People should actively draw attention to this issue in daily life to help thwart the problem. This means not only avoiding ambiguous generalizations, but pointing them out to others who make them. It is important to pay special attention to generalizations based on outward appearance, like race, sex, size, dress, hair, and speech, since these are the major problems in today's society (though political and religious groupings, as well as sexual preference, are right up there).

Unfortunately, many will not like your criticism, since they are inappropriately proud, or unable to reason, so you must try and be positive. Despite the resistance you will encounter, I believe it is worth your effort. 

The Standard Reply

The most common response I get when confronting individuals with this line of reason is: "understanding and accepting the differences between groups of people helps me deal with them, which is more efficient". This sort of claim would be used to validate claims like "I've learned that men like to watch football" or "I've learned to ignore women a few days a month" - Junkies and Bitches.

Unfortunately, this idea is almost usually applied to categorize people, rather than understand them. Under the guise of "better understanding them", they tend to forget each member of a group is individual and apply some generalization - in the end failing to understand people! Instead of understanding, they invalidate.

But guess can understand people, without having to categorize them! Moreover, as long as one categorizes people, they will never understand them, they will only mistreat them.

There is little value (easily offset) in recognizing that "most males like football" - holding this attitude quickly leads to mistreatment of males who do not like football, and of women who do like to watch football. The only valuable understanding is to recognize that many people like football. If one recognize that instead, then they will understand when any individual wants to watch football. This method has no drawbacks, and almost as many advantages. Most importantly the idea that does not get applied until you know the person, until you know they like watching football.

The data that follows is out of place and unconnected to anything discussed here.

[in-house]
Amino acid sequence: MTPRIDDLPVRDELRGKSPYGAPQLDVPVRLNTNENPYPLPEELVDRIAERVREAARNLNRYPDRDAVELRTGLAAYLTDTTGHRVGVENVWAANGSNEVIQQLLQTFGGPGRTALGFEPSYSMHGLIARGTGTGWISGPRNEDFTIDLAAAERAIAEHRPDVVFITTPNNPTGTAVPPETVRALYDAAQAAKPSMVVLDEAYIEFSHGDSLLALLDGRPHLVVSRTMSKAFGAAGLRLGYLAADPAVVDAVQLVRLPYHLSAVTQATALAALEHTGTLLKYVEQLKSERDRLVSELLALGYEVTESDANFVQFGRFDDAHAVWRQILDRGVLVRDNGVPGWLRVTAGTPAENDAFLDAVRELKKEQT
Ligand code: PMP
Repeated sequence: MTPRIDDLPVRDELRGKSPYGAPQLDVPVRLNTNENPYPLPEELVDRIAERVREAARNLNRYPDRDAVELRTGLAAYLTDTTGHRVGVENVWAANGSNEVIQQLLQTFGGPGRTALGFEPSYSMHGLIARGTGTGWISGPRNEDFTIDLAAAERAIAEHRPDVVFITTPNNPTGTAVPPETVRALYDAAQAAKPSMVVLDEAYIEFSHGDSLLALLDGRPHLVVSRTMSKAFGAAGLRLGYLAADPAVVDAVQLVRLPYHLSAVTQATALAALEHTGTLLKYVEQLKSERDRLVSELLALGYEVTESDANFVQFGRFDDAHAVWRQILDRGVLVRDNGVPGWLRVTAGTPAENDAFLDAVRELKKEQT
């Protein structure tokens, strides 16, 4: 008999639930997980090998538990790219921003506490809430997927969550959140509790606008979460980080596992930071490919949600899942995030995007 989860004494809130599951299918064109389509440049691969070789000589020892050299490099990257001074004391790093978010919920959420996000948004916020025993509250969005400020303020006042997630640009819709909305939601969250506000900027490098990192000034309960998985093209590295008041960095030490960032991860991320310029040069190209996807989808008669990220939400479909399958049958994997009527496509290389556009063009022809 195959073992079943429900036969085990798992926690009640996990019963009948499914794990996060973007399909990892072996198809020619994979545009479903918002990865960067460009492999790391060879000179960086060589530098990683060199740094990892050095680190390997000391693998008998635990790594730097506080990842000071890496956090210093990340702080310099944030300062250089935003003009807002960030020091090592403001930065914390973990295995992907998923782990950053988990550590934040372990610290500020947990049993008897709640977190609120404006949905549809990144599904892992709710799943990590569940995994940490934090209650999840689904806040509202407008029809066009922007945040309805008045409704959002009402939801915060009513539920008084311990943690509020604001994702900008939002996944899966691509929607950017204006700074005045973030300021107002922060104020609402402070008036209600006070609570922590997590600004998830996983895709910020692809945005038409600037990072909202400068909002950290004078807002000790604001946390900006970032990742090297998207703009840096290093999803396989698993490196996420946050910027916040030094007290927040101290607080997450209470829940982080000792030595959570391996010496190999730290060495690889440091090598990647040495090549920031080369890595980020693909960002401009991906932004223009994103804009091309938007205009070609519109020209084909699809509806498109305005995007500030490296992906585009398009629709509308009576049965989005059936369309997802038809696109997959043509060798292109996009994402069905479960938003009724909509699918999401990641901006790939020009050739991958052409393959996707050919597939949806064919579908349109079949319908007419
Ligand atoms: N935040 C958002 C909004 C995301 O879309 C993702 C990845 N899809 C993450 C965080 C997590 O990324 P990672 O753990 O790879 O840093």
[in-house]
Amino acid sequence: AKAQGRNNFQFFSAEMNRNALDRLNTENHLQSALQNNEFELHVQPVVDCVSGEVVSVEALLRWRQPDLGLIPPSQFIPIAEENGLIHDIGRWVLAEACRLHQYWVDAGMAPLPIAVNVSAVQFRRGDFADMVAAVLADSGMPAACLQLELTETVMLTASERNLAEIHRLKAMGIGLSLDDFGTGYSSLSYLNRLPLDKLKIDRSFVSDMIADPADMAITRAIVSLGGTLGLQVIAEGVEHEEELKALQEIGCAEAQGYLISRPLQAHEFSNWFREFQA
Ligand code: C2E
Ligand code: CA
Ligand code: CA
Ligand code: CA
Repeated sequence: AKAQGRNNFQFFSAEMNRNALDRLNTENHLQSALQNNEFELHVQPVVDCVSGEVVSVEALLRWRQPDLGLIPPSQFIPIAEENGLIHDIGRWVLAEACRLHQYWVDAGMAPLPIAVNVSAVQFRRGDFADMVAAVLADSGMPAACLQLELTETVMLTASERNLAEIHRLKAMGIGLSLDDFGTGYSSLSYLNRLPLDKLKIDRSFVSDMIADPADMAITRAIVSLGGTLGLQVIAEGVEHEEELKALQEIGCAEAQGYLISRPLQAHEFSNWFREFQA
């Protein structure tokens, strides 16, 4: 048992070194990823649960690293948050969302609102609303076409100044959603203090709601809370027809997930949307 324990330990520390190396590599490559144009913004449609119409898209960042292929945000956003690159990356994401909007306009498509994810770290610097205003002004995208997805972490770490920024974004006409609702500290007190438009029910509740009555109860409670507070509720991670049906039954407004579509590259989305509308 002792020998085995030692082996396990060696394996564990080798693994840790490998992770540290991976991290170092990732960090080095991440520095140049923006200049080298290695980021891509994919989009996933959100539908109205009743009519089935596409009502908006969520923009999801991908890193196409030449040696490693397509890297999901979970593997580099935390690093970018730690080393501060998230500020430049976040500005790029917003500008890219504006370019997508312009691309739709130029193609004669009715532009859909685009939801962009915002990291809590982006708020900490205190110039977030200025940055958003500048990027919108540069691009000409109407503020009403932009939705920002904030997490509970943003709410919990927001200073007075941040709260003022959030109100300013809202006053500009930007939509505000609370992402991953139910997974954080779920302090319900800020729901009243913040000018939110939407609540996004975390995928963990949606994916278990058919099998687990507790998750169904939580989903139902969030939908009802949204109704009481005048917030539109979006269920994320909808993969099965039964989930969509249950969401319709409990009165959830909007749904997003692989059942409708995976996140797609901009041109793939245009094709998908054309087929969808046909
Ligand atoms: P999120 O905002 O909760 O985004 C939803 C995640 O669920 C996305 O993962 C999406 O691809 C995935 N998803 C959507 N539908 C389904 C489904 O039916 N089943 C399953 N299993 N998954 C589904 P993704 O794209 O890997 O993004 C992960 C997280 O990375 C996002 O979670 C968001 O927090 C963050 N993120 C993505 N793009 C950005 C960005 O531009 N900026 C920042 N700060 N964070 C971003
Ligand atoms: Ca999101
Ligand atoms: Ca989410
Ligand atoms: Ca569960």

What is important to remember is that generalizations are only valuable when applied to individuals you do not know; to pre-judge them. Once you know an individual, there is no need for generalizations! However, since humans are a complex varied bunch, it is a complete gamble to extrapolate anything about them until you know them, and thus the generalizations are inherently useless and flawed.
Luckily "understanding" and dealing appropriately with individuals who fit a stereotype without having to get to know them.
Unluckily "misunderstanding" and mistreating individuals who do not fit a stereotype.
Benefit Loss
Dealing appropriately with all individuals.
You have to take the time to get to know each person.

Given these considerations, it seems clear to me that I have no right to use prejudice just to simplify my life, at the probable expense of others.

Since I reject holding prejudicial attitudes, I can see no value to a statement like "males like football". Or closer to home and obviously idiotic, "long haired guys want to buy weed". I see no upside to such ideas, and very clearly see that such statements can only lead to bad thinking and actions (frankly I am tired of being asked if I want to buy some weed by random people that I do not know at all.) I stand staunchly against such statements.

On the other hand, I applaud individuals coming to the realization that some people like to watch football. Deal with it! Cause my name is Cristan, and  (he/she) loves football!